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    • Jenna says:

      I actually love Florence because it feels small. The center is so compact and you can walk everywhere.
      The Italy Roundtable is only for the few founding members although this month they opened it up to others (only through the end of the month–I made it just in time!). However, the ArtSmart Roundtable that I am a member of does take on new members. Check out a few of our posts and let us know if you’re interested!

  • monique says:

    wonderful post, wonderful subject!Ive been to both Padova and Assisi and wish I would have visited the chapel in padova. and thanks for introducing me to the roundtable, I so enjoy the posts I see on FB!
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    • Jenna says:

      I wish I had introduced you to the roundtable earlier. I love their posts, always an interesting mix of perspectives.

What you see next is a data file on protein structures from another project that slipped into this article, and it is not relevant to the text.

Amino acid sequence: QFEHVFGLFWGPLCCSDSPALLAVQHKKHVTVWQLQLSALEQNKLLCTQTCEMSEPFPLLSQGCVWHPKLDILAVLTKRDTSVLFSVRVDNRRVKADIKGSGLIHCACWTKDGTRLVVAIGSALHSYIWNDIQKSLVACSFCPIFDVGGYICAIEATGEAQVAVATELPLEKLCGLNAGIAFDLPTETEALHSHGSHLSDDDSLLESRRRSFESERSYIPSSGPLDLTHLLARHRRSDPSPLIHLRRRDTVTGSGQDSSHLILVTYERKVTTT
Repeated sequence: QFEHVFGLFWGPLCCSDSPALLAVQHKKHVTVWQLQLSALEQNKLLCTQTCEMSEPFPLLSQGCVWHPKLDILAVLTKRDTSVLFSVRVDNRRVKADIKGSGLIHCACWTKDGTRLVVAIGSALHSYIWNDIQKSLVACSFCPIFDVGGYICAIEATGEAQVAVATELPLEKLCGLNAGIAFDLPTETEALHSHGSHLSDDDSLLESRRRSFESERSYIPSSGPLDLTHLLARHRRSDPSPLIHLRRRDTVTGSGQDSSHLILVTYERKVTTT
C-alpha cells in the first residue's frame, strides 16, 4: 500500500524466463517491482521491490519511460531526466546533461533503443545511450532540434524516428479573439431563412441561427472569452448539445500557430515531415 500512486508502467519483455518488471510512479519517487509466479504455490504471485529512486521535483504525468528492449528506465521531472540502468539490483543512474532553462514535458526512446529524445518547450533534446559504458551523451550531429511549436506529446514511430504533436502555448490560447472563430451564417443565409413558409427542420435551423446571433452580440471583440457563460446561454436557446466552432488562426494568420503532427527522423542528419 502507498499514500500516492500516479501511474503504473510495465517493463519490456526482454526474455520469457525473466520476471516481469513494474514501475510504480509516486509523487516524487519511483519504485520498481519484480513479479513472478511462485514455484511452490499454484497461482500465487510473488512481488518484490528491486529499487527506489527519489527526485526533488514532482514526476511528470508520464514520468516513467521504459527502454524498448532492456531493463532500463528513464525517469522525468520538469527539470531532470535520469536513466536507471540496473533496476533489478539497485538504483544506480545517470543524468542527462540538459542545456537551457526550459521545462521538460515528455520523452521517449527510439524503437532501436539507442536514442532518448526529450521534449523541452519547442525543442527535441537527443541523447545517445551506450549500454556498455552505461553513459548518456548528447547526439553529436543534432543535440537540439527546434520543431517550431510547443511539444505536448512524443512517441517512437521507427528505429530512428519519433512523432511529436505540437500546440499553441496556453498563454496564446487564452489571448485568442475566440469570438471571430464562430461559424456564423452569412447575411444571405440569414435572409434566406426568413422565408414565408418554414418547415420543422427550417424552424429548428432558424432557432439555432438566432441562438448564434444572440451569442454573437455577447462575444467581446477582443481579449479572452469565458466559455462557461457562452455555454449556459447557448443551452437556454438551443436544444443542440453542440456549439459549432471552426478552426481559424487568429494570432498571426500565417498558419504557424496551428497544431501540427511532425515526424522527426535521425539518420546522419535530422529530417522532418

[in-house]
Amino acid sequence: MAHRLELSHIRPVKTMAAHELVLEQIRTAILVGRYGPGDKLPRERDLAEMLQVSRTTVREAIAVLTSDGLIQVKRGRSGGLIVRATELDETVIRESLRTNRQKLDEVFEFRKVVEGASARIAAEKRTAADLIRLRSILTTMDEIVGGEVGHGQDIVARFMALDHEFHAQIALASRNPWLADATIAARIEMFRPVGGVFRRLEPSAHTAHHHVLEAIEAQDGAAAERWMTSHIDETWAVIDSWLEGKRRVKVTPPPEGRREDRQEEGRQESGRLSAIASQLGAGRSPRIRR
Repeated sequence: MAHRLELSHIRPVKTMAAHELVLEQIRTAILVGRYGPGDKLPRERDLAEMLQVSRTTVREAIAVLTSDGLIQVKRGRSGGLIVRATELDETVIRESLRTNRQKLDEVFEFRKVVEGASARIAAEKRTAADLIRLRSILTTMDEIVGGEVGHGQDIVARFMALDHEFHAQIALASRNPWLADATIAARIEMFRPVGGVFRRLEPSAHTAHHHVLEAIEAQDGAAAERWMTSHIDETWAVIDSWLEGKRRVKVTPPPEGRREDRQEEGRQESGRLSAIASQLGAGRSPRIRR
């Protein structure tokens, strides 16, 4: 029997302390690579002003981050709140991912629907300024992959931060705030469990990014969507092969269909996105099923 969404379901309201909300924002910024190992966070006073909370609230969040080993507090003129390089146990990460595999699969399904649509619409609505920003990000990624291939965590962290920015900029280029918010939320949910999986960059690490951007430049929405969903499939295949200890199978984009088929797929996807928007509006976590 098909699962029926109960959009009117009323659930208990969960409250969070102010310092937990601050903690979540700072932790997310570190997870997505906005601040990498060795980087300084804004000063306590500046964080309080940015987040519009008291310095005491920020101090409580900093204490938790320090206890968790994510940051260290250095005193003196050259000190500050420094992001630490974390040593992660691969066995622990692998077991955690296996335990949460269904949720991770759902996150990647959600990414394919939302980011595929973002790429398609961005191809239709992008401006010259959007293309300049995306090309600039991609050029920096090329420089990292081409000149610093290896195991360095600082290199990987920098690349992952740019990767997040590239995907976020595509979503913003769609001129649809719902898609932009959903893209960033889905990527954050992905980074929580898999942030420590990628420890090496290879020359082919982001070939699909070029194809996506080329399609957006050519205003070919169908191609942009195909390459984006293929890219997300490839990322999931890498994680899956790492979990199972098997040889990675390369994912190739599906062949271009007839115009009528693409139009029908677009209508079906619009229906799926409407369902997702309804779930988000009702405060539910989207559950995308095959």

• Hi Jenna. What a delight when I saw The Scrovegni Chapel on your list. Padua (or Padova, in Italian) is a town that that should have more recognition in the press and amongst travellers. The experience to go inside the Scrovegni Chapel is such a beautiful sensation. The intense blue that you see above and all around the chapel really penetrates right through you and even makes your pupils dilate. The tour is well organised and you must book in advance by selecting a specific time.

    When you next come back to Italy and if you decide to visit the Veneto region, I’ll take you around to see some fabulous renaissance works in Vicenza, like the Teatro Olimpico designed by Andrea Palladio and completed by his apprentice Vincenzo Scarmorzi. When you see Scarmorzi’s trompe-l’œil onstage scenery, it’s one of those rare moments where you feel that you are taken back to that magical period.

  • What an excellent post, Jenna; this reminded me of why I really enjoy your blog! I’d heard of Giotto, but this post does a good job of putting his career in context, both historically and geographically. I would love to see those frescoes. Also, I had no idea that Italy had the most World Heritage sites!